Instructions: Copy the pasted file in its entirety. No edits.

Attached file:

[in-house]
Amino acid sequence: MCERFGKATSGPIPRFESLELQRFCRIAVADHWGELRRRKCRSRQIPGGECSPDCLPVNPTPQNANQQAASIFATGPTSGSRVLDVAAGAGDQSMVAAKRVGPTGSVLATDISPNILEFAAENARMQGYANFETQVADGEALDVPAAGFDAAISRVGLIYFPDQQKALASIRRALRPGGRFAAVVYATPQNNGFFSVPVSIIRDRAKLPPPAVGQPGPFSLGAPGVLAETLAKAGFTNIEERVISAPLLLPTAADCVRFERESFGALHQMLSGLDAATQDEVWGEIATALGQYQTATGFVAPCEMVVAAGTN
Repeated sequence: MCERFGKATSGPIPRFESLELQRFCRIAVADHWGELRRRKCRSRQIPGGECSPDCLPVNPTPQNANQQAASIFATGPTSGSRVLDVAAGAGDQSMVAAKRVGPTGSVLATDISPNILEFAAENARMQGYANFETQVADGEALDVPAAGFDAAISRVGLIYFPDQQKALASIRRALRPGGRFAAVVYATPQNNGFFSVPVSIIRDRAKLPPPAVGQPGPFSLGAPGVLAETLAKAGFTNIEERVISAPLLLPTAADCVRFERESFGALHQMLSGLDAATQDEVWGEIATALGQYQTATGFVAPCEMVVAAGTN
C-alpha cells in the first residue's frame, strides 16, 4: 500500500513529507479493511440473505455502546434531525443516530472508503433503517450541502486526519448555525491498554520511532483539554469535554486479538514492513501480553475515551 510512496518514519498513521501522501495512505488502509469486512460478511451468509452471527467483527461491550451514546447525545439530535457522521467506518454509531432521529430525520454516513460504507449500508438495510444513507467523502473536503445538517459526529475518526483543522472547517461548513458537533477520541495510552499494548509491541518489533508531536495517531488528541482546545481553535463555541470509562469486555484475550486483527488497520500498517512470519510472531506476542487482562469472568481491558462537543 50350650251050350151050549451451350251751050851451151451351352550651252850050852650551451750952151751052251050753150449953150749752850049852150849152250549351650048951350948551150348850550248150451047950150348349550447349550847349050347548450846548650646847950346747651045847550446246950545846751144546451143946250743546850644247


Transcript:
[in-house]
Amino acid sequence: MCERFGKATSGPIPRFESLELQRFCRIAVADHWGELRRRKCRSRQIPGGECSPDCLPVNPTPQNANQQAASIFATGPTSGSRVLDVAAGAGDQSMVAAKRVGPTGSVLATDISPNILEFAAENARMQGYANFETQVADGEALDVPAAGFDAAISRVGLIYFPDQQKALASIRRALRPGGRFAAVVYATPQNNGFFSVPVSIIRDRAKLPPPAVGQPGPFSLGAPGVLAETLAKAGFTNIEERVISAPLLLPTAADCVRFERESFGALHQMLSGLDAATQDEVWGEIATALGQYQTATGFVAPCEMVVAAGTN
Repeated sequence: MCERFGKATSGPIPRFESLELQRFCRIAVADHWGELRRRKCRSRQIPGGECSPDCLPVNPTPQNANQQAASIFATGPTSGSRVLDVAAGAGDQSMVAAKRVGPTGSVLATDISPNILEFAAENARMQGYANFETQVADGEALDVPAAGFDAAISRVGLIYFPDQQKALASIRRALRPGGRFAAVVYATPQNNGFFSVPVSIIRDRAKLPPPAVGQPGPFSLGAPGVLAETLAKAGFTNIEERVISAPLLLPTAADCVRFERESFGALHQMLSGLDAATQDEVWGEIATALGQYQTATGFVAPCEMVVAAGTN
C-alpha cells in the first residue's frame, strides 16, 4: 500500500513529507479493511440473505455502546434531525443516530472508503433503517450541502486526519448555525491498554520511532483539554469535554486479538514492513501480553475515551 510512496518514519498513521501522501495512505488502509469486512460478511451468509452471527467483527461491550451514546447525545439530535457522521467506518454509531432521529430525520454516513460504507449500508438495510444513507467523502473536503445538517459526529475518526483543522472547517461548513458537533477520541495510552499494548509491541518489533508531536495517531488528541482546545481553535463555541470509562469486555484475550486483527488497520500498517512470519510472531506476542487482562469472568481491558462537543 50350650251050350151050549451451350251751050851451151451351352550651252850050852650551451750952151751052251050753150449953150749752850049852150849152250549351650048951350948551150348850550248150451047950150348349550447349550847349050347548450846548650646847950346747651045847550446246950545846751144546451143946250743546850644247